One of the things that seems under-recognized in all the talk about E Coli is that it is pervasive among humans. First of all, it resides peacefully in your intestines where it helps you digest your food. Without it, you would die.
Of course, since humans, um, go to the loo, and since it's kind of hard to herd bacteria, we get it on our hands, will ye or nill ye. Children, in particular, do. It gets spread everywhere. One of the interesting things (since a previous poster talked about water) demonstrating how easy it is to spread, is this.
I live in a semi-rural area, in which there are a lot of wells serving serious ranches and "hobby farms". Very clean water can be found in abundance not terribly far down. However, if one has a pump fellow do any work on one's well, one has to "shock" the well with chlorine (ordinary bleach) afterward. The reason is that the pump guy's mere handling the pump will cause bacteria (mostly E Coli and Coliform) to get on the pump. The pump goes back into the well and bacteria can then proliferate even in that environment. To cure it, the owner pours a gallon or two of bleach down the well, lets it sit for a couple of hours, then runs all the water outlets until he can no longer smell the chlorine smell. If the well is properly sealed, that does it.
Just touching the pump. That's all it takes.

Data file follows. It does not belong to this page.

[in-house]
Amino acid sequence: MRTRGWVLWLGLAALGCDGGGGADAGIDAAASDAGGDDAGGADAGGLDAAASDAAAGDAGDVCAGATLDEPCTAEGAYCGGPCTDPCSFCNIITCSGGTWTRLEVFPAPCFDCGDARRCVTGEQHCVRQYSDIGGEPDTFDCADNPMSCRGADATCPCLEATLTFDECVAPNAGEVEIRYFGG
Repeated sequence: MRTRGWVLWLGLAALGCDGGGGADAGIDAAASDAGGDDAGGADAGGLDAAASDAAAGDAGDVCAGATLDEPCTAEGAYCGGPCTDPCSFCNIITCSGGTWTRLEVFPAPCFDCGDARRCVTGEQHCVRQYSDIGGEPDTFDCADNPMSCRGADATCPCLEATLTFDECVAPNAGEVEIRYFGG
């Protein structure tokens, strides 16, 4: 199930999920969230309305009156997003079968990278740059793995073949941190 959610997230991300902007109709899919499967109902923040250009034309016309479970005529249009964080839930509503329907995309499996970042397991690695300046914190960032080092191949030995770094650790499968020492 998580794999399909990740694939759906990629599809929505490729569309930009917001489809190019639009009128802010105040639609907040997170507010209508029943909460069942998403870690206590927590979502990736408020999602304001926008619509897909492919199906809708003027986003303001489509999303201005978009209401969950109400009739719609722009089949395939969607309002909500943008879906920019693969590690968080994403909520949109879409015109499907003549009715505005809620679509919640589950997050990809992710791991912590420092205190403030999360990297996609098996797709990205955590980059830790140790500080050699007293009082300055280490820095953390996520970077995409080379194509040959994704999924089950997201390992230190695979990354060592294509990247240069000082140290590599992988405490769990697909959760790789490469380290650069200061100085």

Now, there is a belief; doubtless true, that there are these more virulent strains that are much more harmful than the E Coli your child has on his hands every day. Some believe those strains develop due to grain feeding of animals, and have their theories about that. But it's also true (as a German study demonstrated) that farm-raised kids who are exposed to the bovine forms of E Coli pervasively, never get those virulent strains that pop up from time to time in, e.g., hamburger or, (as we saw two years ago) vegetables. For whatever reason, children who are exposed might get a bit sick (just one of those childhood things) and throw up, are less reactive than people who acquire it as adults or teens. (Rather like Polio which affects one worse the older one is when one gets it.)
So, it's possible that the occasional outbreaks of serious E Coli we see now and then, are due more to our urban lifestyles than to how our food is prepared. Men (particularly Indo-Europeans) have lived with cattle for thousands of years. We spent thousands of years herding on the Eurasian plain before we ever built a city or raised crops. It may be taken as instructive that Indo-Europeans are virtually unique in retaining lactose tolerance into adulthood. Other peoples don't.
Ironically, it may be our (historically recent) divorce from the proximity to cattle (and other herd animals, perhaps) that has made us more vulnerable to things for which we "bought" immunity or tolerance through the millenia.
And yes, as a father I deliberately took my young children into the corrals so they would be exposed to cattle bacteria. Possibly they threw up a few times or got diarrhea for a day or a mild fever one night because of it. Children get such things all the time anyway, and we never know from where. Now, I take my grandchildren down to play in the corrals, and for the same reason. After all, if they have inborn potential due to perhaps hundreds of thousands of years of genetic acquisition, to be immune to cattle vector diseases (and there are more of them than E Coli, and they exist in the cities too) why waste it?